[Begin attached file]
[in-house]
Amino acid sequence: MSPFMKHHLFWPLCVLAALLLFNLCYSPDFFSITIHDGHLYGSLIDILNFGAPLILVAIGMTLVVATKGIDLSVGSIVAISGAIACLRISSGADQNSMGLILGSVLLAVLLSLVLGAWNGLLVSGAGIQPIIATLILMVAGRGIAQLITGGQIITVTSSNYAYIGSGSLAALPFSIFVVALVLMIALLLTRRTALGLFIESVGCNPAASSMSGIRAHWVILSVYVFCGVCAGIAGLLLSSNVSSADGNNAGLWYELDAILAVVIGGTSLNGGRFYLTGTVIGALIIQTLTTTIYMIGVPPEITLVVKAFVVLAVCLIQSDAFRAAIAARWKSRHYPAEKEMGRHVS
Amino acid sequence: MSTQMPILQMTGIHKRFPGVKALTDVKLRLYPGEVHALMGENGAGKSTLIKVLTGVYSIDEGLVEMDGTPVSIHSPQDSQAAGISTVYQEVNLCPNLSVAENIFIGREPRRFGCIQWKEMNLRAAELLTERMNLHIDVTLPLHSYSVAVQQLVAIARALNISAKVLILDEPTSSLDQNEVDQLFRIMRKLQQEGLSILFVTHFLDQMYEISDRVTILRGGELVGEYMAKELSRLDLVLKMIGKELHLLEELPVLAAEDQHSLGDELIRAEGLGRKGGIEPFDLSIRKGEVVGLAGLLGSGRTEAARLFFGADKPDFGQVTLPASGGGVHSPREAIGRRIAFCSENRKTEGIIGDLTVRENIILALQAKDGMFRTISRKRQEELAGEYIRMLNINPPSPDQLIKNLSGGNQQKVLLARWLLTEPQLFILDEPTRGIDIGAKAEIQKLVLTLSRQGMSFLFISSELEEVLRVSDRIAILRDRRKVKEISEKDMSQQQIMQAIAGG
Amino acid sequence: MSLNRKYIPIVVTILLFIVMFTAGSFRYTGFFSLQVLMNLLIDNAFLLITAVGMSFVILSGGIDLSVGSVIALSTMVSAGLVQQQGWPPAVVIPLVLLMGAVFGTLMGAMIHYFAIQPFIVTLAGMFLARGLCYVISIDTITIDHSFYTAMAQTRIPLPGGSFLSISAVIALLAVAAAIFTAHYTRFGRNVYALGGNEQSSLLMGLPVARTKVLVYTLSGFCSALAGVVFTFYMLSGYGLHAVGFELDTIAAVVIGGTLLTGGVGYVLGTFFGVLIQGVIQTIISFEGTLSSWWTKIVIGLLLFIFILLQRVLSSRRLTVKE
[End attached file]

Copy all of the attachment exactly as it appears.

[in-house]
Amino acid sequence: MSPFMKHHLFWPLCVLAALLLFNLCYSPDFFSITIHDGHLYGSLIDILNFGAPLILVAIGMTLVVATKGIDLSVGSIVAISGAIACLRISSGADQNSMGLILGSVLLAVLLSLVLGAWNGLLVSGAGIQPIIATLILMVAGRGIAQLITGGQIITVTSSNYAYIGSGSLAALPFSIFVVALVLMIALLLTRRTALGLFIESVGCNPAASSMSGIRAHWVILSVYVFCGVCAGIAGLLLSSNVSSADGNNAGLWYELDAILAVVIGGTSLNGGRFYLTGTVIGALIIQTLTTTIYMIGVPPEITLVVKAFVVLAVCLIQSDAFRAAIAARWKSRHYPAEKEMGRHVS
Amino acid sequence: MSTQMPILQMTGIHKRFPGVKALTDVKLRLYPGEVHALMGENGAGKSTLIKVLTGVYSIDEGLVEMDGTPVSIHSPQDSQAAGISTVYQEVNLCPNLSVAENIFIGREPRRFGCIQWKEMNLRAAELLTERMNLHIDVTLPLHSYSVAVQQLVAIARALNISAKVLILDEPTSSLDQNEVDQLFRIMRKLQQEGLSILFVTHFLDQMYEISDRVTILRGGELVGEYMAKELSRLDLVLKMIGKELHLLEELPVLAAEDQHSLGDELIRAEGLGRKGGIEPFDLSIRKGEVVGLAGLLGSGRTEAARLFFGADKPDFGQVTLPASGGGVHSPREAIGRRIAFCSENRKTEGIIGDLTVRENIILALQAKDGMFRTISRKRQEELAGEYIRMLNINPPSPDQLIKNLSGGNQQKVLLARWLLTEPQLFILDEPTRGIDIGAKAEIQKLVLTLSRQGMSFLFISSELEEVLRVSDRIAILRDRRKVKEISEKDMSQQQIMQAIAGG
Amino acid sequence: MSLNRKYIPIVVTILLFIVMFTAGSFRYTGFFSLQVLMNLLIDNAFLLITAVGMSFVILSGGIDLSVGSVIALSTMVSAGLVQQQGWPPAVVIPLVLLMGAVFGTLMGAMIHYFAIQPFIVTLAGMFLARGLCYVISIDTITIDHSFYTAMAQTRIPLPGGSFLSISAVIALLAVAAAIFTAHYTRFGRNVYALGGNEQSSLLMGLPVARTKVLVYTLSGFCSALAGVVFTFYMLSGYGLHAVGFELDTIAAVVIGGTLLTGGVGYVLGTFFGVLIQGVIQTIISFEGTLSSWWTKIVIGLLLFIFILLQRVLSSRRLTVKE